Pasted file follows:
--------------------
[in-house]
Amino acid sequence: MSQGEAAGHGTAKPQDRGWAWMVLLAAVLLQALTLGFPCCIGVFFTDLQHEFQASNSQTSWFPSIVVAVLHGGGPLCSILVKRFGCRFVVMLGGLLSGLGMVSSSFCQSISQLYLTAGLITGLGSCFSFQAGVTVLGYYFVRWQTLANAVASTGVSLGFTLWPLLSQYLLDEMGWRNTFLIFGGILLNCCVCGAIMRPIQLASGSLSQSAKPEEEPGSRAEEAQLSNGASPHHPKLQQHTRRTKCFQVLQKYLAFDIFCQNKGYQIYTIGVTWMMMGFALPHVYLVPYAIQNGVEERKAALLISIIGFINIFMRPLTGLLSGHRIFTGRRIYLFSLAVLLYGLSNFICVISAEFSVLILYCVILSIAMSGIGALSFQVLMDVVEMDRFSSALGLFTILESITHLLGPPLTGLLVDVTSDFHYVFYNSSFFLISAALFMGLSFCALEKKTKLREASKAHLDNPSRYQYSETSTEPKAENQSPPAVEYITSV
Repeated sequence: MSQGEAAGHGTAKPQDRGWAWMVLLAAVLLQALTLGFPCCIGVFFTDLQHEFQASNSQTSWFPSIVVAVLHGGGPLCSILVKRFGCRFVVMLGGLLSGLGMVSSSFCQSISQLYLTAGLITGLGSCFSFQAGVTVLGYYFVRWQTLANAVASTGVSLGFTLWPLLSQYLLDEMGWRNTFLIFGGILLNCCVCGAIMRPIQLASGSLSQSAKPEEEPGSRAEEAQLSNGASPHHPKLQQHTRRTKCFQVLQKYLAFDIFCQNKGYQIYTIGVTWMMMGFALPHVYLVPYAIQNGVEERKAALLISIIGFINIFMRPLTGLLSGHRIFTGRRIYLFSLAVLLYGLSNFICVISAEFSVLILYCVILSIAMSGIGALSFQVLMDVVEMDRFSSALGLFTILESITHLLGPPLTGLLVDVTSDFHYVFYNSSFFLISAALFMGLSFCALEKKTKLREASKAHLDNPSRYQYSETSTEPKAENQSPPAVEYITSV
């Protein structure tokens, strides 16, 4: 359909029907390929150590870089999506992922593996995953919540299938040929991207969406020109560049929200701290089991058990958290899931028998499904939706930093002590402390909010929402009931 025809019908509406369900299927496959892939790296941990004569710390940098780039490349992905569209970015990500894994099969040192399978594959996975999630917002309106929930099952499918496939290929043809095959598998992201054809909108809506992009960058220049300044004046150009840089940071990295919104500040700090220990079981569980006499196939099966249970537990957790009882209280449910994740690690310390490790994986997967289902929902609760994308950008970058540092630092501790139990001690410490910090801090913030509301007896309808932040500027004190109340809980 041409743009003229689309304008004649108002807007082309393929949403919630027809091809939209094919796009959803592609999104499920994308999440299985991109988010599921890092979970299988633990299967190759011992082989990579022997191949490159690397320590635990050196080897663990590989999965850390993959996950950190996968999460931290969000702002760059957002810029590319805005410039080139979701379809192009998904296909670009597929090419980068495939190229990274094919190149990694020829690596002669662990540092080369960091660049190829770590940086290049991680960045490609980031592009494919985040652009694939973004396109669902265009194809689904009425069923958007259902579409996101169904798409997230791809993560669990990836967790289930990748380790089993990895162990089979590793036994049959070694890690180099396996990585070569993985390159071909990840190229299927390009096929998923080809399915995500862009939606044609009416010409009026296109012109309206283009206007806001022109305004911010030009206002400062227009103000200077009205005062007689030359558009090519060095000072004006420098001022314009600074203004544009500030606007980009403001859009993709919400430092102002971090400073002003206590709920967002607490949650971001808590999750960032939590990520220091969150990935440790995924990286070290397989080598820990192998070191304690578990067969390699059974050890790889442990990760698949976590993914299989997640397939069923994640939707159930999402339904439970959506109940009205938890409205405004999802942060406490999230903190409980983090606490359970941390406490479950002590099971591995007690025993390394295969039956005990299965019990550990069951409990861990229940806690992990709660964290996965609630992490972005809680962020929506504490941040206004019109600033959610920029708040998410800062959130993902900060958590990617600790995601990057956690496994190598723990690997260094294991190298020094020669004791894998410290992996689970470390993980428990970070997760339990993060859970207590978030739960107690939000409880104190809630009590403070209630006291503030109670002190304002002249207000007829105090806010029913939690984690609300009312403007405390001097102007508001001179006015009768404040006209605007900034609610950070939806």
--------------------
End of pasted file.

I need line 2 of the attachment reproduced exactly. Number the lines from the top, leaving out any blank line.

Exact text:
Amino acid sequence: MSQGEAAGHGTAKPQDRGWAWMVLLAAVLLQALTLGFPCCIGVFFTDLQHEFQASNSQTSWFPSIVVAVLHGGGPLCSILVKRFGCRFVVMLGGLLSGLGMVSSSFCQSISQLYLTAGLITGLGSCFSFQAGVTVLGYYFVRWQTLANAVASTGVSLGFTLWPLLSQYLLDEMGWRNTFLIFGGILLNCCVCGAIMRPIQLASGSLSQSAKPEEEPGSRAEEAQLSNGASPHHPKLQQHTRRTKCFQVLQKYLAFDIFCQNKGYQIYTIGVTWMMMGFALPHVYLVPYAIQNGVEERKAALLISIIGFINIFMRPLTGLLSGHRIFTGRRIYLFSLAVLLYGLSNFICVISAEFSVLILYCVILSIAMSGIGALSFQVLMDVVEMDRFSSALGLFTILESITHLLGPPLTGLLVDVTSDFHYVFYNSSFFLISAALFMGLSFCALEKKTKLREASKAHLDNPSRYQYSETSTEPKAENQSPPAVEYITSV